__ Summary and Contributions__: The paper presents a novel Bayesian nonparametric clustering model based on a class of permutations known as Baxter permutations, showing how this approach makes it possible to capture floorplan partitioning, which go beyond classical product partitions and tree-based partitions. The paper also presents a generalization of stick-breaking to a "block-breaking process", and shows how the latter adds an appropriate sizing vector that allows floorplans to be turned into general rectangular partitions.

__ Strengths__: This is a creative paper that adds significantly to the repertoire of combinatorial stochastic processes, by making use of some interesting combinatorics, and showing how these processes connect to a class of flexible rectangular partitioning processes. This approach connects naturally to MCMC-based inference. The experimental results are strong, with meaningful comparisons to nontrivial baselines.

__ Weaknesses__: Not really a weakness, but I look forward to seeing a longer paper that develops characterizations of the BPP and BBP stochastic processes.

__ Correctness__: Yes.

__ Clarity__: Yes.

__ Relation to Prior Work__: Yes.

__ Reproducibility__: Yes

__ Additional Feedback__:

__ Summary and Contributions__: This paper aims to propose a new stochastic space-partitioning process to generate arbitrary rectangular partitions. It first finds the one-to-one correspondence between the Baxter permutation and the floorplan partition, and makes use of some nice properties of the Baxter permutation to construct and enumerate floorplan partitions. Equipped with these properties, the authors propose a construction strategy to generate Baxter permutations from Z_n to Z_{n+1} by using a novel sampling method and prove the projectivity of the proposed Baxter permutation process (BPP). As the generated floorplan has no block sizes, the authors further propose a block-breaking process (BBP) to assign the size to each block in the floorplan partition generated by a BPP, resulting arbitrary rectangular partitions. The proposed BBP is applied as a graphon in modeling multi-arrays on some relational modeling benchmark datasets. Some empirical tests show that the proposed method outperforms IRM [32], MP [48], and RTP [41].
>>>>>>>>Update after authors' response<<<<<<<<
My question about the evolution of a floorplan partition (FP) according to the Baxter permutation (BP) process has been addressed. I'm happy to see a new 'flavor' added to the stochastic space-partitioning process family.

__ Strengths__: 1) A stochastic space-partitioning process being able to partition the space into arbitrary rectangular partitions is an interesting and challenging research topic.
2) This paper finds a new angle to construct a stochastic space-partitioning process different from the existing relevant works, such as IRM, MP, BSP, RBP, RTP, etc. -- This is exciting.
3) Making use of the correspondence between the Baxter permutation and the floorplan partition to generate a new block on an existing floorplan partition is interesting and novel. It is nice to see the Baxter permutation process is projective.
4) Extending the discrete and size-less Bartex permutation process (BPP) to the block breaking process (BBP) on a continuous space is interesting. BPP shares the same interesting properties as the stick-breaking process and shows potentials for further development.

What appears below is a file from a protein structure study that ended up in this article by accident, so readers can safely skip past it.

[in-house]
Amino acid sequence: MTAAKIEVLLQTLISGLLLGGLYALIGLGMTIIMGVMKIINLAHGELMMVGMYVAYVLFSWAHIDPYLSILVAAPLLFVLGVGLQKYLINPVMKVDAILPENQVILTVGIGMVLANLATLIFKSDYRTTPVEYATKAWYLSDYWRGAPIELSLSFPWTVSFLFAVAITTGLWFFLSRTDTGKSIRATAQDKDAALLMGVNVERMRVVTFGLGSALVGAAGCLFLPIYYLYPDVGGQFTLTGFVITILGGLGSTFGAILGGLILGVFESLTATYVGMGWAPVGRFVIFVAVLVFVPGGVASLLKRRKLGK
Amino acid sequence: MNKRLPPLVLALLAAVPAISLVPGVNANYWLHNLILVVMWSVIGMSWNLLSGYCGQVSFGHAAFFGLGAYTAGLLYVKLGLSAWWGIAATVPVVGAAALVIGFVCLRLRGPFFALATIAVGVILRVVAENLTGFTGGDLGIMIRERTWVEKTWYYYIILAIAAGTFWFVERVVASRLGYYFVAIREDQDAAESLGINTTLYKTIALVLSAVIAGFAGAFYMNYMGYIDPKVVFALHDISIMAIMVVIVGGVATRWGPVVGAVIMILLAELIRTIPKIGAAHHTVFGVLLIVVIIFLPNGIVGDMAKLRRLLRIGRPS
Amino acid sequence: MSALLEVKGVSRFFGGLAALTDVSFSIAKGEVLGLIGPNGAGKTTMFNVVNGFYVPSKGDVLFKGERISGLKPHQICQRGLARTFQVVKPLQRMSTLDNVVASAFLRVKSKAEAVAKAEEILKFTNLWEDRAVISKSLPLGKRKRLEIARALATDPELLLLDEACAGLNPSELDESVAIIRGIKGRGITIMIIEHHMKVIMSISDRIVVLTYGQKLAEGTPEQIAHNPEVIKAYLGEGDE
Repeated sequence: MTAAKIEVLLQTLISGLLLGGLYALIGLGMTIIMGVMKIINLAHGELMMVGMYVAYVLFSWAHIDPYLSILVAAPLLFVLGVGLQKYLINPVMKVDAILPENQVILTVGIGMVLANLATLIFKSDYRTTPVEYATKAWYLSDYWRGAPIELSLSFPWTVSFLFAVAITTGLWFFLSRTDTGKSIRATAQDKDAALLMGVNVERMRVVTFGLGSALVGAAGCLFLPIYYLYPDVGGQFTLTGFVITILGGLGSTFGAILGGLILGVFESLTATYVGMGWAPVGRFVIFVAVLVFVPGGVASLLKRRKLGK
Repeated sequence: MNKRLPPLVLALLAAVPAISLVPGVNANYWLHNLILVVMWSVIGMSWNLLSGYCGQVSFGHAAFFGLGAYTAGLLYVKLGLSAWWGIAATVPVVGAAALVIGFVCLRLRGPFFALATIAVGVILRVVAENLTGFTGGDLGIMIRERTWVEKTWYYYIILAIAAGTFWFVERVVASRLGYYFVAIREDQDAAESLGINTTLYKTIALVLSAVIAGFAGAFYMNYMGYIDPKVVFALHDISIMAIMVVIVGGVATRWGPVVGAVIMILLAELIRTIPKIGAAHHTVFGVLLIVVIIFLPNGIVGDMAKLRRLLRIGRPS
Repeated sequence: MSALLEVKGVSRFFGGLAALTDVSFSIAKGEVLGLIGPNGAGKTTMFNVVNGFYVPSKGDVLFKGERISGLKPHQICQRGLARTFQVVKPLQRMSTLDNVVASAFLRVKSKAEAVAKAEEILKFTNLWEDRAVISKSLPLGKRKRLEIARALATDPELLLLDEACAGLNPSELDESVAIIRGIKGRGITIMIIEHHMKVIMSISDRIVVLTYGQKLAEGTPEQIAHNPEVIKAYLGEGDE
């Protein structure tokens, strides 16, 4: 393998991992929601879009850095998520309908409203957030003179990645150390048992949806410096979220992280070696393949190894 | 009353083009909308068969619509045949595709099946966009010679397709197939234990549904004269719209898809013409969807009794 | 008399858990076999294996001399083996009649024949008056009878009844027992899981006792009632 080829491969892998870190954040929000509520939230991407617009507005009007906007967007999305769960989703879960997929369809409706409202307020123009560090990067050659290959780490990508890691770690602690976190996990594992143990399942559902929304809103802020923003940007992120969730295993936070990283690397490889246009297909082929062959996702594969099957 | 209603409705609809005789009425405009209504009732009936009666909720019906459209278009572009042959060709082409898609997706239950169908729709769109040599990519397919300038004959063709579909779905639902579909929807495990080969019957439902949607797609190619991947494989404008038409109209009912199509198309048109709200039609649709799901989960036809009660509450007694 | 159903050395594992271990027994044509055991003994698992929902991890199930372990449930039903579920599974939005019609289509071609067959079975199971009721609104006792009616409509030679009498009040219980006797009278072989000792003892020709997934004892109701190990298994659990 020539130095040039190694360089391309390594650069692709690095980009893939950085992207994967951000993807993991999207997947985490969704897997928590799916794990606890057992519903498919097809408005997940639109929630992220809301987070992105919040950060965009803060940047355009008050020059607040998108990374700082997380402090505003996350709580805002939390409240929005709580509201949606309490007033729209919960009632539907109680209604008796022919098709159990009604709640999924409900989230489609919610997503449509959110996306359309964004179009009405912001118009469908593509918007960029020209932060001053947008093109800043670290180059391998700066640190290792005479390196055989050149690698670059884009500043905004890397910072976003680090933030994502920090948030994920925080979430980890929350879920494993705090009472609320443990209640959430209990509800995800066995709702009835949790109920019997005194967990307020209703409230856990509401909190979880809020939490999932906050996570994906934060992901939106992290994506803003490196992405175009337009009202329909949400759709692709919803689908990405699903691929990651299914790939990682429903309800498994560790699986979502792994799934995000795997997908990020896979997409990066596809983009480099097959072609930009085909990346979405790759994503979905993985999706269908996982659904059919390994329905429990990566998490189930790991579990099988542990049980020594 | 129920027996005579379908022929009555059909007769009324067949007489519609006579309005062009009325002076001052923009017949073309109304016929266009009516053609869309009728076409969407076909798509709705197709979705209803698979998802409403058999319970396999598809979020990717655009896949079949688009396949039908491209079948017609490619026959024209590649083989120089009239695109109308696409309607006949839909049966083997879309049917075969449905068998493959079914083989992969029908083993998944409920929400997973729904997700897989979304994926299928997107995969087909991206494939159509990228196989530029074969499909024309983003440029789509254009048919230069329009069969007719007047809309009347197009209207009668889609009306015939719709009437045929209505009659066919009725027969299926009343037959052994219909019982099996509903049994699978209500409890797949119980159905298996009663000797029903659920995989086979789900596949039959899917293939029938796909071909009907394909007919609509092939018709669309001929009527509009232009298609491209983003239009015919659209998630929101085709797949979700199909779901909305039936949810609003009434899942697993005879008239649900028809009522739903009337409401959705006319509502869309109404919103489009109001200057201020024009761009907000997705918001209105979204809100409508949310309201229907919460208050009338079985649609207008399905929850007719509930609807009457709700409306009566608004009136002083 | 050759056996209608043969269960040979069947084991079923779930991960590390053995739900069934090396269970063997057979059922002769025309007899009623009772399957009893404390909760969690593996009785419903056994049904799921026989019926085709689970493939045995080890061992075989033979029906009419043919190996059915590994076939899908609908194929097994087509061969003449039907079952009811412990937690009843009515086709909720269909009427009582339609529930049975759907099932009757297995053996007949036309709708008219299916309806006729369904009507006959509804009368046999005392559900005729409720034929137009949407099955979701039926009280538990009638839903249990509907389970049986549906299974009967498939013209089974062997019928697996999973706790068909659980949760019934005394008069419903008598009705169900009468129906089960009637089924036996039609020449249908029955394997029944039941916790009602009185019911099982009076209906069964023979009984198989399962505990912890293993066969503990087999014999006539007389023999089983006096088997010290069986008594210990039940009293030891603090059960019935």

5) The graphic illustrations are helpful in understanding the ideas.

__ Weaknesses__: 1) The projectivity of the Baxter permutation process (BPP) is *not* carried over to its corresponding floorplan partition (footnote 3 on page 6). As the projectivity of the block-breaking process (BBP) is built on BPP, BBP is also not projective.
2) Descriptions of some important steps are missing, such as 1) how to insert a new block in an existing floorplan partition (lack of explanations for Figure 5(right)); 2) how to expand the domain of a floorplan partition from an n*n 2-array to an (n+1)*(n+1) 2-array (lack of explanation for Figure 6(right)), and see more minor missing details in “Clarity” below.
3) The authors have provided a comprehensive collection of relevant works; however, the proposed BBP is only compared to three of them. I understand that the authors might think that they may only need to compare with axis-aligned partitioning methods, but if the proposed BBP could be compared with methods with sloped cuts to see which type of flexibility is more powerful in real-world relational modeling, it would be more interesting.

__ Correctness__: To the best of my understanding, I do not see visible technical issues.

__ Clarity__: The paper is well organized and presented. The idea is quite easy to follow. I am particularly grateful to the graphic illustrations in Figures 2—7, which is very helpful to help understand concepts and algorithms, given that some parts of texts are not very readable. Some examples as below:
1) It would be great if the authors can elaborate more on the concept, definition, and the reason of avoidance of vincular patterns in Line 69.
2) In Lines 82 and 84, “shifting … until … and pulling the attached T-junctions” is difficult to follow, thanks to the accompanied figures to help understand.
3) For the evolution of a floorplan partition according to the BPP:
- How to insert a new block in an existing floorplan partition is not introduced for Figure 5(right);
- How to expand the domain of a floorplan partition from an n*n 2-array to an (n+1)*(n+1) 2-array is not introduced for Figure 6(right).